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International Mtn. Day celebrated at Western Colorado University in Gunnison!

Watch the short video recap (above) and read the account written for the “Up Bear Creek” column in the Montrose Mirror, by Art Goodtimes (below).

MOUNTAIN RESILIENCE COALITION … The Telluride Institute joined a large swath of mountain organizations to celebrate the United Nations 17th Annual International Mountain Day this Dec. 11th on the campus of Western Colorado University in Gunnison and in the Crested Butte Resort Ballroom at Mt. Crested Butte’s Lodge at Mountaineer Square.

Founded in 2003 by the United Nations General Assembly, International Mountain Day (IMD) has been celebrated under the aegis of the Food and Agriculture Organization (FOA) of the U.N., a separate and independent membership agency with 197 members and headquartered in Rome.

Recently retired FOA project coordinator specializing in forestry, Doug McGuire was a special guest speaker at several IMD events last week. He spoke briefly and gave an introduction to the FOA and its work at a student-sponsored Mountains Matter arts social Tuesday night the 10th at Western’s Coffee Lounge, where I read mountain poems, including the “Valley Floor Rant” with its last line celebrating the “mountains’ mother hum”. McGuire also spoke at the early morning project information sharing with international students and researchers from 10 universities around the world at the distance learning room at Western’s School of Environment & Sustainability.

I don’t think I appreciated how powerful the partnership’s “Doctor John” Hausdoerffer had brokered with various mountain organizations was until I sat through two hours of these reports of mountain projects from around the world – many of them supported by graduate students from Western’s Masters in Environmental Management (MEM) who complete real world international projects rather than shelf-bound theses on the way to getting their degrees. It was particularly moving to hear from youth around the world at this session after FAO Director-General Qu Dongyu announced the year’s theme for IMD at the UN’s Climate Change Conference (COP25) in Madrid: “Mountains Matter for Youth”.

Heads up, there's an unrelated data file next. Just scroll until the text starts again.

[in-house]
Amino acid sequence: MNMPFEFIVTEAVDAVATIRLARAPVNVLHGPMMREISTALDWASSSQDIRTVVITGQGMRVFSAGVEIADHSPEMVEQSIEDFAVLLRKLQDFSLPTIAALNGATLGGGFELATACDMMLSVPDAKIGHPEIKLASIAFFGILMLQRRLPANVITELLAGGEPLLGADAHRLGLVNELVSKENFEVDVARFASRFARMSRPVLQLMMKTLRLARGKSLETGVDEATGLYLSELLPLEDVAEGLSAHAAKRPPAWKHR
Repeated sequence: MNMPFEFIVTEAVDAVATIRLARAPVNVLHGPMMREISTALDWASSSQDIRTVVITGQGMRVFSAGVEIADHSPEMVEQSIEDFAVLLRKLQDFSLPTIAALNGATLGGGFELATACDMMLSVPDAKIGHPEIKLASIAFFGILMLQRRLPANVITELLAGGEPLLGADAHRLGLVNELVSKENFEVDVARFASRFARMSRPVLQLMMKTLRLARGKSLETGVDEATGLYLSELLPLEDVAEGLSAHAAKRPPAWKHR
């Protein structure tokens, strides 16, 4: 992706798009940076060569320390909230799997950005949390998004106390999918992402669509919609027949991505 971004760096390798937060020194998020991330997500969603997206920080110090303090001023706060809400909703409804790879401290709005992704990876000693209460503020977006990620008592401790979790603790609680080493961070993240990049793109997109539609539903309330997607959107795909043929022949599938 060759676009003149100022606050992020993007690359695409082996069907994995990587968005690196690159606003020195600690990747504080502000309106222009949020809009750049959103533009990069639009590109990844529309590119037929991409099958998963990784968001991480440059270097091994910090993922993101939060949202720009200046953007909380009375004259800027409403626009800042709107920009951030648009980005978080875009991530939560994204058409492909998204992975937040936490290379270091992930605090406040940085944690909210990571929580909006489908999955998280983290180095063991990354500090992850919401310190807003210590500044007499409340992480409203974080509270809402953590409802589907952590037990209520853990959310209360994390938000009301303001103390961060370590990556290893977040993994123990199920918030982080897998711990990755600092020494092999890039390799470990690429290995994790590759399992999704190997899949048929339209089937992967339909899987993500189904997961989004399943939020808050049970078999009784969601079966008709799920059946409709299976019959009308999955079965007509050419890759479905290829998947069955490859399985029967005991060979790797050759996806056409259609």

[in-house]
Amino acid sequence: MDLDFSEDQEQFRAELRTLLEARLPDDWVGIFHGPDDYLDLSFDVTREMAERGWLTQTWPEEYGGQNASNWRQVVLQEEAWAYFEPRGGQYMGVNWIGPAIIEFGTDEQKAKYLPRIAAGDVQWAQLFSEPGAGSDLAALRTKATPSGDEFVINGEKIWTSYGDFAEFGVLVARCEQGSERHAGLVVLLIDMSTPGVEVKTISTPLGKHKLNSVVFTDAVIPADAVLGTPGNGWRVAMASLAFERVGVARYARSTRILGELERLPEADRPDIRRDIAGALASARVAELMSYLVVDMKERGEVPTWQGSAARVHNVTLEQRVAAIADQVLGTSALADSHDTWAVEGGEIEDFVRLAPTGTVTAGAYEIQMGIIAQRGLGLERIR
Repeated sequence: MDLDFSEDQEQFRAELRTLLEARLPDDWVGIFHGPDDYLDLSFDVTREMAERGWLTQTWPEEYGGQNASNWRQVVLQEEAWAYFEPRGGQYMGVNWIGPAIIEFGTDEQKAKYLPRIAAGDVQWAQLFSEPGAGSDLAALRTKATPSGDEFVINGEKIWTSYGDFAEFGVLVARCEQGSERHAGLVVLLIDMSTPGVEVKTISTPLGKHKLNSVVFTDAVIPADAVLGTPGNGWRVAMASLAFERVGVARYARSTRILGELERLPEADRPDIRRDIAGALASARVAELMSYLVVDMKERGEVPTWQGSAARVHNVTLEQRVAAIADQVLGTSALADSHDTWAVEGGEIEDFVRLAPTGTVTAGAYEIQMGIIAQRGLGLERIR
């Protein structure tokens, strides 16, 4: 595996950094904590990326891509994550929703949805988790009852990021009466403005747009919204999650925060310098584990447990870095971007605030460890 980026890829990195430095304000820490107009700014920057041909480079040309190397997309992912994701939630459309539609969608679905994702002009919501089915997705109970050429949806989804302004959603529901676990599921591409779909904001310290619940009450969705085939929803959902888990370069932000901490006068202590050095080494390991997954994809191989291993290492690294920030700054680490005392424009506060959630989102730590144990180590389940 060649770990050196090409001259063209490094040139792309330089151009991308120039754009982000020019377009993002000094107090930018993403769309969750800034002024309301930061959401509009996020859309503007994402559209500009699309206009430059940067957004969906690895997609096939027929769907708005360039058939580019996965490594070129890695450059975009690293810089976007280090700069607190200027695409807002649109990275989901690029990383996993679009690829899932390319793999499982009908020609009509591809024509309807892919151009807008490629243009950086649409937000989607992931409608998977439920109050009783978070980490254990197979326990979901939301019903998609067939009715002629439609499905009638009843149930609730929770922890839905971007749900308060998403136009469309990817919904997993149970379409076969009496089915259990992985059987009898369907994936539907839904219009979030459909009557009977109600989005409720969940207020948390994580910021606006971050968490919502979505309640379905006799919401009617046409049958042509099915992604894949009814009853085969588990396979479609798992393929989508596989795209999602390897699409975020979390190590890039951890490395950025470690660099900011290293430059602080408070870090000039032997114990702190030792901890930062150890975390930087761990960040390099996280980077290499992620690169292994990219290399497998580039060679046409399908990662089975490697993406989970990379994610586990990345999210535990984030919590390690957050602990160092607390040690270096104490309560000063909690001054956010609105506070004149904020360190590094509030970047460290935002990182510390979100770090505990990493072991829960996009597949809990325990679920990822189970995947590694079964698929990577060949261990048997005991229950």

A YouTube video of the entire two hours is available and a short two-minute video celebration of the event can be viewed by watching the video at the top of this page.

Other student activities on campus included a Mindfulness session, Mountain empowerment options and a Mountain prom in the evening.

But the high point of the celebration was a fancy banquet at Vail Resorts newly-acquired ski area with speeches by McGuire, the Executive Director of the Rocky Mountain Biological Laboratory Ian Billick, MEM’s Hausdoerffer, and a poem/letter from poet and professor Aaron Abeyta of Antonito – probably the most moving presentation of the evening. Hausdoerffer used the occasion to announce yet another mountain organization — MEM’s Center for Mountain Transitions with its partners the Mountain Institute, Butch Clark’s Coldharbour Institute, the mountain-based Sister Cities Network, Americorps, and the Western Alliance for Restoration Management — to add to the mix of the U.N.’s Mountain Partnership and the Mountain Resilience Coalition (Telluride Institute, Aspen International Mountains Foundation, and Western’s School of Environmental and Sustainability). For more info on the great projects MEM students are involved with visit this website.

TECH OR TEK … One fascinating point came in the presentation where Ms. Huizhao Yang, a student at the Centre for Mountain Futures, Chinese Academy of Sciences, explained the importance of TEK – traditional environmental knowledge – in developing seasonal calendars for agriculture and food production. It gave me a whole new perspective on what “tech” could mean.

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